On Hating and Despising Philosophy

Bernard Williams

As long as there has been such a subject as philosophy, there have been people who hated and despised it.

I do not want to exaggerate, in a self-pitying or self-dramatising way, the present extent or intensity of this dislike; I am not thinking of the philosopher as emblematically represented by the figure of Socrates, the martyr to free thought who reaches what the pious or conventional regard as the wrong answer. Nor do I suppose that philosophers are often seen as politicians are in Australia, where that profession (I was once told) is regarded as much like that of nightsoil workers. Still less are they like American lawyers, notoriously considered powerful, ubiquitous and horrible.

Few people, after all, think about philosophers much, and some of those who do may well regard them with a mildly bemused respect. But the subject does collect a familiar style of complaint: that philosophy gets no answers, or no answers to any question that any grown-up person would worry about, or no answer which would be worth worrying about, even if the question were. The complaint is, basically, that philosophy is useless: either intrinsically useless, or useless in the form in which it is usually done, a professional or academic form. It is this second view, that philosophy is useless but ought not to be, that is likely to add dislike to mere contempt.

In asking many of their questions – what doing an action is, for instance, or how by making noises we can make sense to each other, if indeed we can – philosophers are motivated by curiosity. But that is not their only motive, and particularly in asking political and ethical questions, about justice, the rightful use of power, and what sorts of life might be worth living, they have wanted to be helpful. They have even hoped, some of them, to redeem or transform humanity.

Of course, not every such question is philosophical. Politics itself, and religion, and people in the bar discuss these things, and they are not all doing philosophy. Philosophy comes into it when the discussion becomes more reflective or theoretical or systematic, and it is typical of philosophy that its discussions of ethics and politics have some connection with those other more theoretical questions, about knowledge, action and psychology. Arguments for political toleration have often been linked to the idea that no one has a monopoly of moral truth. The idea that all human beings share moral freedom has been offered as a basis of liberalism. These examples are modern, but philosophy in the past had similar interests, and equally it was capable of attracting some rather special styles of dislike.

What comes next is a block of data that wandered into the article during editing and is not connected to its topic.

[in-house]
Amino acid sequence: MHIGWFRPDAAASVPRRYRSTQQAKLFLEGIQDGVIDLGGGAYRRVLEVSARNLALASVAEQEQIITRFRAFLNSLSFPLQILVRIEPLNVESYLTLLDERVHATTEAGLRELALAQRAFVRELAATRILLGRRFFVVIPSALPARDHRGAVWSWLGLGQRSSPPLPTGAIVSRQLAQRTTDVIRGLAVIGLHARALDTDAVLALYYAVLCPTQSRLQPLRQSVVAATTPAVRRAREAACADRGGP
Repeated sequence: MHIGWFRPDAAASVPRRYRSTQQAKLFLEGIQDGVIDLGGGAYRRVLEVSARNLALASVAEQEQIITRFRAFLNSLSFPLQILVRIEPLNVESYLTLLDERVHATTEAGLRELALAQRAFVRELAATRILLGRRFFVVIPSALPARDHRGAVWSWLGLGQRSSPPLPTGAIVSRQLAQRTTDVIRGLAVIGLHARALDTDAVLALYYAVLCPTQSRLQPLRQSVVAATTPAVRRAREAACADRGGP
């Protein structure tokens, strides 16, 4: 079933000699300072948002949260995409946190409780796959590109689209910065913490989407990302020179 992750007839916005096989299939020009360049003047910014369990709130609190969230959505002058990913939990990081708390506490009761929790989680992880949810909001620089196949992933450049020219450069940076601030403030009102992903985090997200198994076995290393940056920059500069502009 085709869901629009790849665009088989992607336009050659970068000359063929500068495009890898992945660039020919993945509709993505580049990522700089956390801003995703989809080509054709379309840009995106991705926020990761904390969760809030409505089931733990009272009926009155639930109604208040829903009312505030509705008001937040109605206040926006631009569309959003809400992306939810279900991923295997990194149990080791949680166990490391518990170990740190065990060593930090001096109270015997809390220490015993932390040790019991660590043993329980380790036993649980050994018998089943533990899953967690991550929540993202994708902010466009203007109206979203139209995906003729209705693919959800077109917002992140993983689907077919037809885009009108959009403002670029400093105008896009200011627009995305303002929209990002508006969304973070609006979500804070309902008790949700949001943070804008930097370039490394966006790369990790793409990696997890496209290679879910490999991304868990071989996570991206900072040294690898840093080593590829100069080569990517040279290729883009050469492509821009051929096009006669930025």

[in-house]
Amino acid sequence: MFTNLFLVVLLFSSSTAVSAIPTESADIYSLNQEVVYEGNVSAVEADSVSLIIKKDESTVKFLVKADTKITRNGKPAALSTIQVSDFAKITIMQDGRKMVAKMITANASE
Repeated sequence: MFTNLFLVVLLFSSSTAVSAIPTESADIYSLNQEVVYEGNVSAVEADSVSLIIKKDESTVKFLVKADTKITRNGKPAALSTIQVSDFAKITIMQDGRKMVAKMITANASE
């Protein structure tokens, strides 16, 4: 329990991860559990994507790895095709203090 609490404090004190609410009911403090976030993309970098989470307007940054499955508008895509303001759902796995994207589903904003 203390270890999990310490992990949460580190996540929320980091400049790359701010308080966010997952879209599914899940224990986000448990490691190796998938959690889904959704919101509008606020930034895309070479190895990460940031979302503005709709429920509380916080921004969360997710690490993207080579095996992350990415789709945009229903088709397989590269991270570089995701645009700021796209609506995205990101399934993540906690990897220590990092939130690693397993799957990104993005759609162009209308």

The most radical form of the complaint against philosophy is that it is as such irredeemably useless: that all of it is empty, pointless, word-spinning which wastes time and distracts people from worthwhile work. This style of objection came, once upon a time, from certain religious outlooks: Tertullian, for example, said that he agreed that Christianity was absurd, and that was why he believed it. Other pious people have thought that philosophical reflection was a distraction from the religious life and an evasion from it, putting aridly clever arguments in place of an honest view of life’s commitments. That complaint was directed as much to religious philosophy as to any other: in fact, theology was seen as in some ways the worst kind of philosophy, being a parody of religion as it should really be.

These days, most of those who take this kind of attitude to philosophy are not religious, but scientists, or – more typically – fellow-travellers of science, and they take it not in the name of religion but in the interest of an anti-philosophical and confidently puritanical view of science. Just as the religious haters of philosophy most hated religious philosophy, so these complainers may particularly dislike the philosophy that is nearest to science, such as that which considers the relations between thinking and the brain. The scientific critics are disposed to see this as a lazy substitute for work in the lab.

These complainers have a problem, which is similar to one that their religious forebears had: they cannot hope to justify their story that science is useful and philosophy is useless simply by doing science – in order to justify it, they will have to do philosophy. Their best strategy, then, is not to try to justify their complaint, or even to mention it, but to ignore philosophy and, if they are scientists, get on with science.

A different view is that philosophy does not have to be useless, but that in its present forms it mostly is. On this account, there is something that philosophy could do, indeed used to do, but which it has now forsaken. It could and should help us, but instead of doing so, philosophers spend their time in academic exercises which are technical and inaccessible. This is the sort of attitude which was expressed in a recent review by Roger Scruton,[*] who is, among other things, a philosopher, and certainly does not think that he despises philosophy as such. He claimed that philosophy should ‘say something useful to the ordinary person’, and should give him ‘help in confronting the moral morass which surrounds him’. The complaint here is that philosophy is too technical and abstract to be available and helpful to people who lack the appropriate training. In a formal and unappealing way, it is too hard, and in being too hard, it has betrayed its promise of human helpfulness.